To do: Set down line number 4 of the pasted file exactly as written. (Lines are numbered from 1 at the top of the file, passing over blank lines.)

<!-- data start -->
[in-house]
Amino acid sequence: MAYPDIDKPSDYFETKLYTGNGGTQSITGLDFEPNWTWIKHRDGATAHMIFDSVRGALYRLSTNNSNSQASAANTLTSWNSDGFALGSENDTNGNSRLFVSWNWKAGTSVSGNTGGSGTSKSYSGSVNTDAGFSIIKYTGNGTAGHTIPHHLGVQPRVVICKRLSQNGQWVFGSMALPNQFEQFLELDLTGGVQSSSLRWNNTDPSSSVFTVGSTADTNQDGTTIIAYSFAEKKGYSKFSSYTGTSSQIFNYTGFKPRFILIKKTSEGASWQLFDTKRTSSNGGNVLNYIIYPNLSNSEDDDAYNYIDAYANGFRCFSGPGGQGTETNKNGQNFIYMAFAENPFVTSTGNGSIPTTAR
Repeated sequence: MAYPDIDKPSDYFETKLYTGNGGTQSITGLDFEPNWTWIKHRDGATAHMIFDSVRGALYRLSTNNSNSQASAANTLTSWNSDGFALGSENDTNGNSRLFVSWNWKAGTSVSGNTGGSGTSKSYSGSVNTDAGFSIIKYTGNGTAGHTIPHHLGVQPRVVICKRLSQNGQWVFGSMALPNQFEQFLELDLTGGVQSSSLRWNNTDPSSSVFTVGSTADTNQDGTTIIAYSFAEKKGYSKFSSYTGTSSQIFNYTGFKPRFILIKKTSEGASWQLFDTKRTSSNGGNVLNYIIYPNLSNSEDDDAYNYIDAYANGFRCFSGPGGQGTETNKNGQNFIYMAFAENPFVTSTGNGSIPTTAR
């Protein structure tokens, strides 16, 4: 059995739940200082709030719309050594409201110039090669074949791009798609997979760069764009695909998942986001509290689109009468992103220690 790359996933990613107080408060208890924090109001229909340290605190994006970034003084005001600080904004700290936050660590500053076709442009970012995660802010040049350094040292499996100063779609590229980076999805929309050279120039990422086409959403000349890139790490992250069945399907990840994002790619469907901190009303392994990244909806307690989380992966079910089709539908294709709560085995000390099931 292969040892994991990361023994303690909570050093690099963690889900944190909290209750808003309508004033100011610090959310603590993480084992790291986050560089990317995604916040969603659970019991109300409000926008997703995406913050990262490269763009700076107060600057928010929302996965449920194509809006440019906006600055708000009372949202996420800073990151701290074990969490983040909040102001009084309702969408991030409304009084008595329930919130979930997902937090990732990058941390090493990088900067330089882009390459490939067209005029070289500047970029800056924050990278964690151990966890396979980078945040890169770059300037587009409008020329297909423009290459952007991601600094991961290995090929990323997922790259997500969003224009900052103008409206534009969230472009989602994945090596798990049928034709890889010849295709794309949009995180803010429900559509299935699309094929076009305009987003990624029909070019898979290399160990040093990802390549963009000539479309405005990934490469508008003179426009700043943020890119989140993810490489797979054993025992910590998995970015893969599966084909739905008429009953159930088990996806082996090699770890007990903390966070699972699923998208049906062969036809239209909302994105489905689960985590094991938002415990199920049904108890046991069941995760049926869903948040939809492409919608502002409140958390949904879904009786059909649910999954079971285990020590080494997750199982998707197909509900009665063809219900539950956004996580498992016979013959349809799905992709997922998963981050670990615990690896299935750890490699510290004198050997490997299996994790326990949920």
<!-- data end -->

């Protein structure tokens, strides 16, 4: 059995739940200082709030719309050594409201110039090669074949791009798609997979760069764009695909998942986001509290689109009468992103220690 790359996933990613107080408060208890924090109001229909340290605190994006970034003084005001600080904004700290936050660590500053076709442009970012995660802010040049350094040292499996100063779609590229980076999805929309050279120039990422086409959403000349890139790490992250069945399907990840994002790619469907901190009303392994990244909806307690989380992966079910089709539908294709709560085995000390099931 292969040892994991990361023994303690909570050093690099963690889900944190909290209750808003309508004033100011610090959310603590993480084992790291986050560089990317995604916040969603659970019991109300409000926008997703995406913050990262490269763009700076107060600057928010929302996965449920194509809006440019906006600055708000009372949202996420800073990151701290074990969490983040909040102001009084309702969408991030409304009084008595329930919130979930997902937090990732990058941390090493990088900067330089882009390459490939067209005029070289500047970029800056924050990278964690151990966890396979980078945040890169770059300037587009409008020329297909423009290459952007991601600094991961290995090929990323997922790259997500969003224009900052103008409206534009969230472009989602994945090596798990049928034709890889010849295709794309949009995180803010429900559509299935699309094929076009305009987003990624029909070019898979290399160990040093990802390549963009000539479309405005990934490469508008003179426009700043943020890119989140993810490489797979054993025992910590998995970015893969599966084909739905008429009953159930088990996806082996090699770890007990903390966070699972699923998208049906062969036809239209909302994105489905689960985590094991938002415990199920049904108890046991069941995760049926869903948040939809492409919608502002409140958390949904879904009786059909649910999954079971285990020590080494997750199982998707197909509900009665063809219900539950956004996580498992016979013959349809799905992709997922998963981050670990615990690896299935750890490699510290004198050997490997299996994790326990949920």